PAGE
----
How to attach face frame to shelf unit.


<Beginner question warning>
I'm building a shelf unit. It's pretty simple, basically a 5' wide x 13" high x 12" D box that I'll be hanging over a desk. Besides the two "end" upright pieces, there are two other "dividers", so it's roughly this shape:
________ | | | | --------------
(imagine that the top and bottom touch the four upright pieces).
It's all made of oak 3/4" ply, dado joints, glued and screwed. Now I've made a face frame for it from 1x2 oak. It is made of six pieces, the same shape as the front of the unit, except that it extends outward 3/4" in all directions. I used a router to make "half-lap" joints (is that the right term?) between the uprights and the horizontal pieces. I haven't fastened the frame pieces to each other, nor to the main unit yet.
I'm thinking of gluing up the face frame first, while it is dry clamped to the main unit to ensure that it will fit the "shape" correctly. My first question is this: Do I need some sort of fastener (nails, dowels, whatever) at the vertices of the face frame, or will glue alone hold it together adequately? If I do need a fastener, can I use tiny brads from the back?
Next, how do I fasten the face frame to the main unit? I don't have a biscuit joiner, and I don't think I'll be buying one. I do have at least 10 clamps that are long enough to hold the face frame on while gluing. So I could use glue and finish nails, then fill the holes with... well, what would you use?
I considered using metal angle and screws to attach the frame, since the frame overlaps the main unit on all sides. It would allow me not to have any holes in the front of the frame. That would work, of course and wouldn't be seen except by very curious people , but it feels wrong somehow.
If I was a much more precise guy I suppose I could use dowels or pins of some kind between the back of the frame and the main unit, which wouldn't come through the front of the frame. Lining that up seems a little iffy though.
So now that I've demonstrated my ignorance, any suggestions?
Greg Guarino
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Pocket screws work well. Tom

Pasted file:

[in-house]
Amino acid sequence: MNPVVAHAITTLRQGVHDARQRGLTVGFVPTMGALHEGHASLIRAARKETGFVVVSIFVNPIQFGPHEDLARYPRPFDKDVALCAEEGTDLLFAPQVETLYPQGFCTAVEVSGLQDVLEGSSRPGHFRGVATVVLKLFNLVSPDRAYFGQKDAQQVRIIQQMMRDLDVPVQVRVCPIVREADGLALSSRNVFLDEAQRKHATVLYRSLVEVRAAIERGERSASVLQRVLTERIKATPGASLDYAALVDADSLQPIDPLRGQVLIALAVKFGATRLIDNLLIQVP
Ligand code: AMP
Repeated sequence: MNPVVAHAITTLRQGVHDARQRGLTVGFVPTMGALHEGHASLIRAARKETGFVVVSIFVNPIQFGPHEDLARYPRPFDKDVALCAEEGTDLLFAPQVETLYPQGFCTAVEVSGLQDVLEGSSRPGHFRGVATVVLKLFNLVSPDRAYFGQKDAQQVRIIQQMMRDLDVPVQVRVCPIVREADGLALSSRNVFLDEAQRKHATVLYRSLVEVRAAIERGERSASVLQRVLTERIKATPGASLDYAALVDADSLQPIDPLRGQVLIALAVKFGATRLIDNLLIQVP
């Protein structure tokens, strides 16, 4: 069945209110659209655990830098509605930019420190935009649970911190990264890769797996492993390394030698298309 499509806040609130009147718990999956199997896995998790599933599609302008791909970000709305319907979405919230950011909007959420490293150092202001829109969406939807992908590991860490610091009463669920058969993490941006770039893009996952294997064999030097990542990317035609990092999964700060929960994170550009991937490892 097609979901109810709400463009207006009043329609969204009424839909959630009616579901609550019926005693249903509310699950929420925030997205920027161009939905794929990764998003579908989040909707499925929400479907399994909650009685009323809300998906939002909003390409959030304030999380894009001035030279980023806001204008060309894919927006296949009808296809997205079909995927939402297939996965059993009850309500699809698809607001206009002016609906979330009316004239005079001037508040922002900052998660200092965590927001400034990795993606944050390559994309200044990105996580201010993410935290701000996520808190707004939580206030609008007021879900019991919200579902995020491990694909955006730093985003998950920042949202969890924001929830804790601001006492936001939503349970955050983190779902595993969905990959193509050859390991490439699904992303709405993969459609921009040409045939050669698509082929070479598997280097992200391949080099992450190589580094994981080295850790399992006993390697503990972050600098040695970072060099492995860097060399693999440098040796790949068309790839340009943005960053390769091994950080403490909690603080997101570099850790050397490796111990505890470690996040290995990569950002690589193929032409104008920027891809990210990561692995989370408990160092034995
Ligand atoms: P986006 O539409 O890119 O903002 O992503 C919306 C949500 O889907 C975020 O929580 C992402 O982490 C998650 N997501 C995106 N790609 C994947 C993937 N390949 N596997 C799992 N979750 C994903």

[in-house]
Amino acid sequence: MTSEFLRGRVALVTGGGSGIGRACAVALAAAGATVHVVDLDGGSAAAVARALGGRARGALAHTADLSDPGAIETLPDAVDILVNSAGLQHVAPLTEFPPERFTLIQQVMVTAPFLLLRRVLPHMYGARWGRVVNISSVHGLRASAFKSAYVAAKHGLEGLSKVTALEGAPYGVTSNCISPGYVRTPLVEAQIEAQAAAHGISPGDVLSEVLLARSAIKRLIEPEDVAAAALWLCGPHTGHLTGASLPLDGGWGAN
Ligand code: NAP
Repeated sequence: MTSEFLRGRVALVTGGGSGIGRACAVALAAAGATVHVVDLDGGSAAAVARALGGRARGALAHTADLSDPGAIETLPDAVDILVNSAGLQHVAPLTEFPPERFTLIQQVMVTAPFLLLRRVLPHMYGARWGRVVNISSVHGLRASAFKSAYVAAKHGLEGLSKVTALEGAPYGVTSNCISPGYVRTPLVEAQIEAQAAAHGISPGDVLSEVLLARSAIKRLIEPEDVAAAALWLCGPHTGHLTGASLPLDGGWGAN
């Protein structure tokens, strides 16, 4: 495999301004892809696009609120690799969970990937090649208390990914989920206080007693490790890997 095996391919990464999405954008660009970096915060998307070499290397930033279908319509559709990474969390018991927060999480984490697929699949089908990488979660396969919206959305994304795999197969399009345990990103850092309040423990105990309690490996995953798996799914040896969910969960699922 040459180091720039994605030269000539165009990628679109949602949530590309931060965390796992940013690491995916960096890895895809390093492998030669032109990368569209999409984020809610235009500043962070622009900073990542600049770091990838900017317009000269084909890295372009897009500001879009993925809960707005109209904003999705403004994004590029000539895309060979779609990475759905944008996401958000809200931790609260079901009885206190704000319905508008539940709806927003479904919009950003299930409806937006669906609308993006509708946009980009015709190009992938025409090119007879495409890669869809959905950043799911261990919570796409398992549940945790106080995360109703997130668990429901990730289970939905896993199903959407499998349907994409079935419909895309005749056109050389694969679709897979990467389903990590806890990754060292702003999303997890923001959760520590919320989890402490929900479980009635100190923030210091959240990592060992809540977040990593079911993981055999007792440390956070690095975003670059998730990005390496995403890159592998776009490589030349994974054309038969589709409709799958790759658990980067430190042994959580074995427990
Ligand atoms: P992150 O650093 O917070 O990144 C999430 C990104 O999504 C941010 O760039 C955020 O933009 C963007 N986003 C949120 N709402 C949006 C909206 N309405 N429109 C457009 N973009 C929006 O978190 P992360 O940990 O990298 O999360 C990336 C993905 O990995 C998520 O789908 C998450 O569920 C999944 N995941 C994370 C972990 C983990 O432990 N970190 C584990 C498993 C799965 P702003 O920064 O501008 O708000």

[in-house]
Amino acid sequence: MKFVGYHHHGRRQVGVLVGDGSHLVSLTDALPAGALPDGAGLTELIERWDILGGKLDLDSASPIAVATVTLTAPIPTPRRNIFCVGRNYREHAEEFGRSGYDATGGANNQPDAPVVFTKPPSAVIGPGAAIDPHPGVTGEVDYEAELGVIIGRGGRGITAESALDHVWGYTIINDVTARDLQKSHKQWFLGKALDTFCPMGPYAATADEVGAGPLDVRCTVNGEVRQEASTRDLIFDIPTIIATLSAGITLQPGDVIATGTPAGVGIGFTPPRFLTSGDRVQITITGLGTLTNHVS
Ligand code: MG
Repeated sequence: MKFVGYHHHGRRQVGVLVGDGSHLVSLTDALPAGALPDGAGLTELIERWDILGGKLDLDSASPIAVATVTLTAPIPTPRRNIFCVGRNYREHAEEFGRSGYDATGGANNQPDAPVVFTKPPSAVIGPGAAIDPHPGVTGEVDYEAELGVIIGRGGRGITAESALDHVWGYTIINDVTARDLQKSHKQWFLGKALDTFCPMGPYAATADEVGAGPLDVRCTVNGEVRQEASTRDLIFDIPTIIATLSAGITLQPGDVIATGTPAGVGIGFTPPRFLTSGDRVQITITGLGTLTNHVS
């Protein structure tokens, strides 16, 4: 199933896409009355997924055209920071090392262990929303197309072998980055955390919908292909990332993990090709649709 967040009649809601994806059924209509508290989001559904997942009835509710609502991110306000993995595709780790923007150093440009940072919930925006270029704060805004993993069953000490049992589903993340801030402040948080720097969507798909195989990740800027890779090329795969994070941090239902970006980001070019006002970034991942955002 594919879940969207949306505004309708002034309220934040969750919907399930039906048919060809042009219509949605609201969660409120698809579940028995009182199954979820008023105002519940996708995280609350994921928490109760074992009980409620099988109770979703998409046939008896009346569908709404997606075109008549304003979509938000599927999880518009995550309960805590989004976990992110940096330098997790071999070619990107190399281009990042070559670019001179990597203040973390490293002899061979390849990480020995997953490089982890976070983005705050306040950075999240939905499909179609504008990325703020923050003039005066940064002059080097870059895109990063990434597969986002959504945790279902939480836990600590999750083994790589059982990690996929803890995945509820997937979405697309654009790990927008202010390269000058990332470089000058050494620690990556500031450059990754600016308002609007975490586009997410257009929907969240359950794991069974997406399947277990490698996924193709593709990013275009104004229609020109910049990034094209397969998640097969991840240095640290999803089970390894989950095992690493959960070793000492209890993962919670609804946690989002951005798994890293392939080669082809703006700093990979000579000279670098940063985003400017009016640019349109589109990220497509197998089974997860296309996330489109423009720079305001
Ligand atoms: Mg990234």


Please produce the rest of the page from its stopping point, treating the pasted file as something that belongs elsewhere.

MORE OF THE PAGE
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Glue should be enough since you are using lap joints. Many of us just butt them together with glue and pocket screws. I like to attach the face frame with a finish nailer. Finish nails will work if you don't have a nailer. I just fill the holes.
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I use a blind nailer to fasten face frames. Basically, it raises a sliver of wood, a nail is hit home and countersunk and then the sliver of wood is glued back in place. Very easy, very clean.With a little practice, it makes the attachment point virtually invisible. LV recommends fish glue, but my preference is white carpenter's glue.
http://www.leevalley.com/wood/page.aspx?c=1&p2683&cat=1,41182
If you do use this method, I suggest that with hardwood, a slightly undersized hole be drilled in the hardwood to permit easier insertion of the nail. It's a bummer when you're doing a lot of hammering to bang the nail home and you deflect off the nail crushing a portion of your face frame. <g>
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Upscale wrote:

I've contemplated that very tool, but the product description warns not to use it in brittle woods like cherry. Unfortunately, this is mostly what I work with. Have you ever used it on cherry, and if so, how did it do for you?
TIA.
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No I haven't. I've used it in Oak and Maple only. However, after using it for awhile, I'm of the opinion that the effectiveness of the tool is more dependent on technique than the type of wood being used. That thought occurred to me after I had initial difficulty using it on veneered plywood. At the very least, Lee Valley Tools warranty should cover you if you don't like it. You might want to try it out if/when you place your next order. Alternatively, someone else here may be able to give you information on cherry and the nailer.
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Upscale wrote:

Thanks for the input. Maple is the other wood they "warn" you against, so if it's working for you in maple, that's a good sign.